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    Genre:Hip-Hop, R&B
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    Most Popular Songs (more)

    1Twizala (Intro) lyrics
    I Like That (Un-Cut) lyrics
    3Act I, Scene 1: Introduction And Jasbo Brown Blues - John Demain lyrics
    4Act III, Scene 3: Catfish Row Interlude lyrics
    5She Is lyrics
    6Didn't Give A Damn lyrics
    7Allright lyrics
    8What You Say lyrics
    9Twizala lyrics
    10Keep It On The Low lyrics
    Houston feat. Don Yute

    Most Popular Albums (more)

    1It's Already Written [2004]


    Depending on who you talk to, R&B singer Houston's eye injury is the result of either mental illness, spiritual crisis or just an accident.

    "Houston is going through spiritual warfare right now," Houston's bodyguard Marco Powell said. "It's like good versus evil. He grew up in a Christian family, and since he's signed his record deal he's been subjected to, in his own words, 'sins and devils in the business' like drugs, alcohol and all this stuff that he's not used to. He didn't want to be around that. He just wasn't happy with management — he just wasn't happy. He didn't know which way to turn."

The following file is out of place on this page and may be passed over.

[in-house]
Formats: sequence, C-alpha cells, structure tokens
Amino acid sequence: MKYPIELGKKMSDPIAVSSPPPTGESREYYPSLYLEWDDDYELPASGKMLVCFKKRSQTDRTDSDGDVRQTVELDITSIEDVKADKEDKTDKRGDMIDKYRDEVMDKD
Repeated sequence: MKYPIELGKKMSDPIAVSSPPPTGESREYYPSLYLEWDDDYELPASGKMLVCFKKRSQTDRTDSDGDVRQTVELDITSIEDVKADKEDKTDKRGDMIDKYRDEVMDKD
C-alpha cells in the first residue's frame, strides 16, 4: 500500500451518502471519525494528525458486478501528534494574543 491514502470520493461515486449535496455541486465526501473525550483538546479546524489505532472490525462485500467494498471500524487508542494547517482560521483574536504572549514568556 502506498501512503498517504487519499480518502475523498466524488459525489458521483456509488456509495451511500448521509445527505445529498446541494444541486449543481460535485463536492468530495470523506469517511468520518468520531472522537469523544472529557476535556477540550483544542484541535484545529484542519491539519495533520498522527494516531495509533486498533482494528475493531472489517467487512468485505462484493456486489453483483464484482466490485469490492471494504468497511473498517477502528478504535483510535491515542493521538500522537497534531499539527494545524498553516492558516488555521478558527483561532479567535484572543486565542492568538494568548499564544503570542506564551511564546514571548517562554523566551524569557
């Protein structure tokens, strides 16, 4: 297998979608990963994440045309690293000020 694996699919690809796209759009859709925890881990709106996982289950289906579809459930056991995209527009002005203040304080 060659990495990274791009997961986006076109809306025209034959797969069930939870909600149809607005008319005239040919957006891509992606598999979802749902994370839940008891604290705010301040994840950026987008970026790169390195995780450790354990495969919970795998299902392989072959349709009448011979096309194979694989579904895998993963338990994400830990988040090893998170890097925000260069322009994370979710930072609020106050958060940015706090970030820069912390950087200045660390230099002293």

Powell was in London with the 21-year-old singer the night Houston gouged his eye out and insists it was not a suicide attempt (see "R&B Singer Houston Gouges Eye Out After Apparent Suicide Attempt").

    "The night of the incident, we had dinner at the hotel," Powell recalled. "After dinner, he went to his room to read the Bible. He is an avid reader of the Bible. After I finished eating, I went upstairs to check on him and I noticed blood on the floor. Houston usually has really bad nose bleeds. So I asked him, 'Are you OK? Is your nose bleeding?' He said, 'Yeah, my nose is bleeding but I'm cool. I will see you in the morning. I can't wait to get back to L.A. with my family.' He was lying on the bed with a towel over his face, so something told me it was more than [just a nose bleed]. So I walked into the room to talk to him, I pulled the towel off of his face, and that's when I saw that he had gouged his eye out.